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Systemd might not be the solution for FreeBSD (although I am not qualified to judge this) but we (as in the FreeBSD community) should certainly take it serious and properly analyze it in an objective manner. There are certainly things (i.e. concepts) in there which would greatly benefit FreeBSD too. Sure, the implementation might not be suitable for FreeBSD but that doesn't mean that we should just bash it and plainly ignore the benefits such a system layer would introduce.
Well…

It's never wrong to think about ways to improve your system and design, that's for sure ;)

But, regarding the init system? I'm not convinced… As already mentioned in this thread, the main "selling points" of systemd (at least with the scope "init system") are service supervision and startup performance.

About service supervision, first thing that comes to mind is: you can do that outside init. Sure, for a reliable production system, you want monitoring, you want to notify an admin when a daemon dies. Whether you want to automatically respawn it, it depends… I think more often than not, that's a bad idea. After all, there is normally a reason a service dies, and it can easily happen that automatically respawning it just creates more havoc. But anyways, I don't see any reason why init should do that. Just use a separate tool and let it start and manage exactly those services you want supervised.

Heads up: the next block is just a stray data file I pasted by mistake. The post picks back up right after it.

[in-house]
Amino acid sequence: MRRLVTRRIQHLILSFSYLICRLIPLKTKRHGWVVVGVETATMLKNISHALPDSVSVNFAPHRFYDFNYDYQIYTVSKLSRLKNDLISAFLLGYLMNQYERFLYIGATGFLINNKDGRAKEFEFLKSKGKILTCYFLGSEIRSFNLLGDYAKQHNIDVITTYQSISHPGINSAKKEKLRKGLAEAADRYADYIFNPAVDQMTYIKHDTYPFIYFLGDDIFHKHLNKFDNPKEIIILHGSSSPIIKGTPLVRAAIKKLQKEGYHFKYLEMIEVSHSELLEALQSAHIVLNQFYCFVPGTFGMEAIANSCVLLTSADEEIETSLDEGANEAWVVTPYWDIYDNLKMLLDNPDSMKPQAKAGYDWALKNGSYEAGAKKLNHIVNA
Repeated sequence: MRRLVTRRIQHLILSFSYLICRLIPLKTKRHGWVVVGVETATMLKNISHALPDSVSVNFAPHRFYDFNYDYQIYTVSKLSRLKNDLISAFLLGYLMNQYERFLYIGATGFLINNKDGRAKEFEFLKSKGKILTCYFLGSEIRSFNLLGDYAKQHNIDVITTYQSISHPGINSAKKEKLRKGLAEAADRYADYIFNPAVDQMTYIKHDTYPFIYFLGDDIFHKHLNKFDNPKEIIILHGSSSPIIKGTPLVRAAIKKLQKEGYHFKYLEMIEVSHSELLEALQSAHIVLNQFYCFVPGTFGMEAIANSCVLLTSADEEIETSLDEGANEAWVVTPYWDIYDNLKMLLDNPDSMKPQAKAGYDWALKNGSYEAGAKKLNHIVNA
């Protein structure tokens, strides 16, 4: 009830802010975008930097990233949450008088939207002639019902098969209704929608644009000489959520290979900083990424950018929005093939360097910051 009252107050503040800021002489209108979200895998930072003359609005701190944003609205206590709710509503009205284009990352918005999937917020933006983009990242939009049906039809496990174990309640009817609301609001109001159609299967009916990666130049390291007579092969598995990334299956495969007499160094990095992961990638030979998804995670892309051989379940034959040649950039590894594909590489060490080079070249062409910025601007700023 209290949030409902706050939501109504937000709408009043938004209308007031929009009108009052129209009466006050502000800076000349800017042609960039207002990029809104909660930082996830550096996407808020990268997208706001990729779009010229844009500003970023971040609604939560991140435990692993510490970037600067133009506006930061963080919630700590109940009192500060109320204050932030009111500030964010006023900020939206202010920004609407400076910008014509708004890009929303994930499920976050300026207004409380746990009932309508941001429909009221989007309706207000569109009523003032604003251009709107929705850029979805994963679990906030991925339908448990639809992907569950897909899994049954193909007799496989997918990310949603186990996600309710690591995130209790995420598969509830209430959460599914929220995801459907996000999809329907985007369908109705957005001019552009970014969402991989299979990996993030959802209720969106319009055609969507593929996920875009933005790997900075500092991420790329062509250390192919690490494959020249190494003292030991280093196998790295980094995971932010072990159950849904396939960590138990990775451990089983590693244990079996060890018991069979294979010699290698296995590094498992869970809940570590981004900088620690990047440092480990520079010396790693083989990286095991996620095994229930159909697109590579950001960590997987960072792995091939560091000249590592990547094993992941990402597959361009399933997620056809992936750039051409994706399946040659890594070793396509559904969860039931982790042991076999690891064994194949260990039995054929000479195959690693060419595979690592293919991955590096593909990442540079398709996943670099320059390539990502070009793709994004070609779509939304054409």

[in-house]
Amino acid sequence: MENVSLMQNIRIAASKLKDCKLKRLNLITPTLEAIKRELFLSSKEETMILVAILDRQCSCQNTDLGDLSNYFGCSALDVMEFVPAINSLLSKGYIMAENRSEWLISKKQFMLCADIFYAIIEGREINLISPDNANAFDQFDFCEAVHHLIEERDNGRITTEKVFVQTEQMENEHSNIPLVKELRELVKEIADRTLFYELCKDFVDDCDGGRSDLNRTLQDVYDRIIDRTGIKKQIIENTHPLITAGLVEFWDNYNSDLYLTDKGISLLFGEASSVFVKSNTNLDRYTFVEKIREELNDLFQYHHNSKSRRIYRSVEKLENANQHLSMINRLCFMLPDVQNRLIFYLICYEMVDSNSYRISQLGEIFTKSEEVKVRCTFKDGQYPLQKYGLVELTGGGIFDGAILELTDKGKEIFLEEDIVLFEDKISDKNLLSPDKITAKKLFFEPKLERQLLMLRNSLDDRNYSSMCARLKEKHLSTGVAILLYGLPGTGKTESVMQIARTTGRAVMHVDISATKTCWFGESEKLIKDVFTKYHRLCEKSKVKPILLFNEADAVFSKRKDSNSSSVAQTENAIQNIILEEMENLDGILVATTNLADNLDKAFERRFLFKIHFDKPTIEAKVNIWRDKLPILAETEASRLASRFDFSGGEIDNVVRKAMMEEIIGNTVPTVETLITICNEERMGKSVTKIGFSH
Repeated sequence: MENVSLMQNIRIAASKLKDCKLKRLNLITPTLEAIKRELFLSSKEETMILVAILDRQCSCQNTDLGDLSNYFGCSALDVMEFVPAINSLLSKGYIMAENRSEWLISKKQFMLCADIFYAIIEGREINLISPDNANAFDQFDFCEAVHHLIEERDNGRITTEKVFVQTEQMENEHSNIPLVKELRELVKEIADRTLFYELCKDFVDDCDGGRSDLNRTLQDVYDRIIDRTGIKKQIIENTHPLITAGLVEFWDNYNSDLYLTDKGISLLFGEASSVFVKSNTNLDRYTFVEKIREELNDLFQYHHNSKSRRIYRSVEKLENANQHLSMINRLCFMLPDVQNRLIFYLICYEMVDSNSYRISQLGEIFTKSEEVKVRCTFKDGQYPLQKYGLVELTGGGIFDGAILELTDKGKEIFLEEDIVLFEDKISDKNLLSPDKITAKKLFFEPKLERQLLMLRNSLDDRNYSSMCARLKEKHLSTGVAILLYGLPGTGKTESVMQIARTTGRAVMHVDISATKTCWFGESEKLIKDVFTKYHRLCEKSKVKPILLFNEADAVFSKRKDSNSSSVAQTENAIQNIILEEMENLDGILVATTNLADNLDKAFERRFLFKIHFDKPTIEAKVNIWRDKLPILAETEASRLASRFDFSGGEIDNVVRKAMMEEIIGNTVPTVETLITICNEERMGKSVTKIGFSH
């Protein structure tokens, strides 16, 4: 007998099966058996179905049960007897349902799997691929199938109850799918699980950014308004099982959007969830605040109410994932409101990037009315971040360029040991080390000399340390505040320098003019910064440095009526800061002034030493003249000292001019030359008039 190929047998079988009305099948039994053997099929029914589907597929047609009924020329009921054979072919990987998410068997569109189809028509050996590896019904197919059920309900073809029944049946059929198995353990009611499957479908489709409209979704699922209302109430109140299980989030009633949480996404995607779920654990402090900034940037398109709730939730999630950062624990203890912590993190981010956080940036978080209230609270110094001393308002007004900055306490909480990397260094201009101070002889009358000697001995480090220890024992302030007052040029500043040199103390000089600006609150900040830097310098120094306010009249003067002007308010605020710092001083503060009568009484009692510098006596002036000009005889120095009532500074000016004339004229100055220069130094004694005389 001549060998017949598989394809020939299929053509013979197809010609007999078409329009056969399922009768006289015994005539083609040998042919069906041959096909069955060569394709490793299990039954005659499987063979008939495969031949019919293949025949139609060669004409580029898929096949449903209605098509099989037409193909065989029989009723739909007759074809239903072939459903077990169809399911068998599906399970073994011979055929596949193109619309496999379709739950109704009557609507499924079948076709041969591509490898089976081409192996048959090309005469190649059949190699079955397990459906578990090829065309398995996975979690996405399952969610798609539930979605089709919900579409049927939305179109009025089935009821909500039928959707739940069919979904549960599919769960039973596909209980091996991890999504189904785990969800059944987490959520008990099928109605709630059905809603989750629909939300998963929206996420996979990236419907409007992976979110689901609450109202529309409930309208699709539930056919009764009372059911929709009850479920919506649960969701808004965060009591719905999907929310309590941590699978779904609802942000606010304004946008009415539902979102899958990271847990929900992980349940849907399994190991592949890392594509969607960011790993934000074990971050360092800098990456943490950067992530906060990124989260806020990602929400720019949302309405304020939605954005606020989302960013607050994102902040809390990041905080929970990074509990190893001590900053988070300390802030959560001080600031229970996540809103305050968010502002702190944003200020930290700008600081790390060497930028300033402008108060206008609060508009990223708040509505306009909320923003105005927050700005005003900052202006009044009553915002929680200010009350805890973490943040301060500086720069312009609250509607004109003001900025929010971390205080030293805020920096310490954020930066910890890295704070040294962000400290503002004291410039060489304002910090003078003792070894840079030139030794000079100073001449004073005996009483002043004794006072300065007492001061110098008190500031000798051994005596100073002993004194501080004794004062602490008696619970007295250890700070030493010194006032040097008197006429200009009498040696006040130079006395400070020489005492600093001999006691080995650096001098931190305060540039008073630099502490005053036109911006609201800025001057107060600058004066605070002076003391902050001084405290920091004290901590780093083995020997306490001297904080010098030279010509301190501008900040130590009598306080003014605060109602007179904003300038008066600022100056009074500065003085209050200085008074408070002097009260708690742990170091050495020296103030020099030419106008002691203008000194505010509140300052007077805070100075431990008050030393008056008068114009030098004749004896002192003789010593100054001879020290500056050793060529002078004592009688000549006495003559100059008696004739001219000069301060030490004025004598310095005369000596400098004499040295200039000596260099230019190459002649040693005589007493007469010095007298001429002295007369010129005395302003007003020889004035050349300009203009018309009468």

As for startup performance: Sure, you can never have the best possible performance with shell scripts. But without them, you sacrifice a lot of flexibility, so, is it really worthwhile? You have to take into account that BSD's init with its mewburn-rc never was the mess sysv-init was. It supports dependency-based ordering and parallel startups, and it keeps init scripts very simple using a sophisticated framework. It's definitely ok to think about possibly better alternatives, but I don't see a pressing need.

And then, anything else systemd does, I guess most people agree it's out of scope of an init system anyways…